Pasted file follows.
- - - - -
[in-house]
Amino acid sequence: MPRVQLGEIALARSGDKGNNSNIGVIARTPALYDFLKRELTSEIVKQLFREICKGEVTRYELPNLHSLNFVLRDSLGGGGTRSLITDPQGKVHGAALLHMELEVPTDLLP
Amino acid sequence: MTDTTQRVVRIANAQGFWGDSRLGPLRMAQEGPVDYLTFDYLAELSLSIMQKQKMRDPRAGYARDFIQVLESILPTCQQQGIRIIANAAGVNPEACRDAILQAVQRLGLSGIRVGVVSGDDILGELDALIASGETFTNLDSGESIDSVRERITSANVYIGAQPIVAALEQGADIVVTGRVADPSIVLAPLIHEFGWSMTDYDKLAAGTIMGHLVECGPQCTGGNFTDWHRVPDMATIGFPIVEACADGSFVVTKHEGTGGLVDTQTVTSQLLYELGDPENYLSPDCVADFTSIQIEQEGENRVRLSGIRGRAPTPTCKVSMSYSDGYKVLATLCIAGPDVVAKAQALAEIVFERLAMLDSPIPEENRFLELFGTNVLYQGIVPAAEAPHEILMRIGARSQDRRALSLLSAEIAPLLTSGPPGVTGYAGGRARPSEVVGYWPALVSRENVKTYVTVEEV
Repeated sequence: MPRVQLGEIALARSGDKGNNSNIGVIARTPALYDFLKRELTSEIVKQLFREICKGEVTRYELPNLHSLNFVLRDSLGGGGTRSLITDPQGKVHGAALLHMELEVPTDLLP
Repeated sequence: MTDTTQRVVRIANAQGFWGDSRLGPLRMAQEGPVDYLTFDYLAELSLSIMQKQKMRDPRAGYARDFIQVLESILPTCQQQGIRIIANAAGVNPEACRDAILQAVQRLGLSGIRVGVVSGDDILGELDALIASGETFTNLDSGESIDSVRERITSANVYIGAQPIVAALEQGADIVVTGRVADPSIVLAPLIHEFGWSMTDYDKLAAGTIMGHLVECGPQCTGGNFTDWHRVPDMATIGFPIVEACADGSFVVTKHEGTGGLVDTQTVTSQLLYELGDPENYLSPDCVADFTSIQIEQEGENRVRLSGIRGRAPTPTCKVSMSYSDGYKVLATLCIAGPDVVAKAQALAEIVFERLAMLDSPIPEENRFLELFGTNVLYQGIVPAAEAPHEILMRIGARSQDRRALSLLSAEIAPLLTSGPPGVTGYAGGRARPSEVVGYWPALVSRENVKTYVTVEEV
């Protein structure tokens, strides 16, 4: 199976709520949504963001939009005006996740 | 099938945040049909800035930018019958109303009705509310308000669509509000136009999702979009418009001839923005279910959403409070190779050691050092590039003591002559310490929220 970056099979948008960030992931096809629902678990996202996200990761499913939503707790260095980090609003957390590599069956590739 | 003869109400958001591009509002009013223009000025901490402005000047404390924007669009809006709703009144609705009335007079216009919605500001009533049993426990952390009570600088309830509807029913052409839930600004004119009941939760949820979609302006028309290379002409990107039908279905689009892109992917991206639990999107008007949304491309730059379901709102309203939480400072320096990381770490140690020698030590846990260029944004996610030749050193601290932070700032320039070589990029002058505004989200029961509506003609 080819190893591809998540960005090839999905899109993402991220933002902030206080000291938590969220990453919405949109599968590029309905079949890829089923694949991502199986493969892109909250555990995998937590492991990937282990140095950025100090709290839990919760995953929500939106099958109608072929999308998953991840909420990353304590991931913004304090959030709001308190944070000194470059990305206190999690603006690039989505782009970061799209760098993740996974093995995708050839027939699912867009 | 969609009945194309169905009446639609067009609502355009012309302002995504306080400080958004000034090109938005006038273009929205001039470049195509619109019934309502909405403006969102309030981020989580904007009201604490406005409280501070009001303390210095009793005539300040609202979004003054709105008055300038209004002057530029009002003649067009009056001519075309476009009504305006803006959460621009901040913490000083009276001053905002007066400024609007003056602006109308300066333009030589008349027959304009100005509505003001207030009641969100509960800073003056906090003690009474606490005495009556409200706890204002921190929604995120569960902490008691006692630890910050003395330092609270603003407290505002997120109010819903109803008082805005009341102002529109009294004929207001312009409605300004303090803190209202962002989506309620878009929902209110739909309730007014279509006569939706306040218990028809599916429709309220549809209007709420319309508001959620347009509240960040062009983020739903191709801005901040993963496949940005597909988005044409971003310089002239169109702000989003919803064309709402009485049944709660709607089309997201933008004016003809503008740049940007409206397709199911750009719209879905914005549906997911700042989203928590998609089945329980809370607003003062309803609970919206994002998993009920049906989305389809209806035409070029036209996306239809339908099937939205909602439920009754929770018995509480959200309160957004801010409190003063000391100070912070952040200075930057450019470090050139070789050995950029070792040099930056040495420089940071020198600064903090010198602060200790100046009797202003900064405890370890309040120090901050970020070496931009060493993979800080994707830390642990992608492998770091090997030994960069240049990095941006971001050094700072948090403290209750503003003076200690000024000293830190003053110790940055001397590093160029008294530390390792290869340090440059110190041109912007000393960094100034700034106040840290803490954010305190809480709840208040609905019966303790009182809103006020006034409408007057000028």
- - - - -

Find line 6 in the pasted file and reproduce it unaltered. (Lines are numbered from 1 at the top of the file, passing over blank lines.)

């Protein structure tokens, strides 16, 4: 199976709520949504963001939009005006996740 | 099938945040049909800035930018019958109303009705509310308000669509509000136009999702979009418009001839923005279910959403409070190779050691050092590039003591002559310490929220 970056099979948008960030992931096809629902678990996202996200990761499913939503707790260095980090609003957390590599069956590739 | 003869109400958001591009509002009013223009000025901490402005000047404390924007669009809006709703009144609705009335007079216009919605500001009533049993426990952390009570600088309830509807029913052409839930600004004119009941939760949820979609302006028309290379002409990107039908279905689009892109992917991206639990999107008007949304491309730059379901709102309203939480400072320096990381770490140690020698030590846990260029944004996610030749050193601290932070700032320039070589990029002058505004989200029961509506003609 080819190893591809998540960005090839999905899109993402991220933002902030206080000291938590969220990453919405949109599968590029309905079949890829089923694949991502199986493969892109909250555990995998937590492991990937282990140095950025100090709290839990919760995953929500939106099958109608072929999308998953991840909420990353304590991931913004304090959030709001308190944070000194470059990305206190999690603006690039989505782009970061799209760098993740996974093995995708050839027939699912867009 | 969609009945194309169905009446639609067009609502355009012309302002995504306080400080958004000034090109938005006038273009929205001039470049195509619109019934309502909405403006969102309030981020989580904007009201604490406005409280501070009001303390210095009793005539300040609202979004003054709105008055300038209004002057530029009002003649067009009056001519075309476009009504305006803006959460621009901040913490000083009276001053905002007066400024609007003056602006109308300066333009030589008349027959304009100005509505003001207030009641969100509960800073003056906090003690009474606490005495009556409200706890204002921190929604995120569960902490008691006692630890910050003395330092609270603003407290505002997120109010819903109803008082805005009341102002529109009294004929207001312009409605300004303090803190209202962002989506309620878009929902209110739909309730007014279509006569939706306040218990028809599916429709309220549809209007709420319309508001959620347009509240960040062009983020739903191709801005901040993963496949940005597909988005044409971003310089002239169109702000989003919803064309709402009485049944709660709607089309997201933008004016003809503008740049940007409206397709199911750009719209879905914005549906997911700042989203928590998609089945329980809370607003003062309803609970919206994002998993009920049906989305389809209806035409070029036209996306239809339908099937939205909602439920009754929770018995509480959200309160957004801010409190003063000391100070912070952040200075930057450019470090050139070789050995950029070792040099930056040495420089940071020198600064903090010198602060200790100046009797202003900064405890370890309040120090901050970020070496931009060493993979800080994707830390642990992608492998770091090997030994960069240049990095941006971001050094700072948090403290209750503003003076200690000024000293830190003053110790940055001397590093160029008294530390390792290869340090440059110190041109912007000393960094100034700034106040840290803490954010305190809480709840208040609905019966303790009182809103006020006034409408007057000028």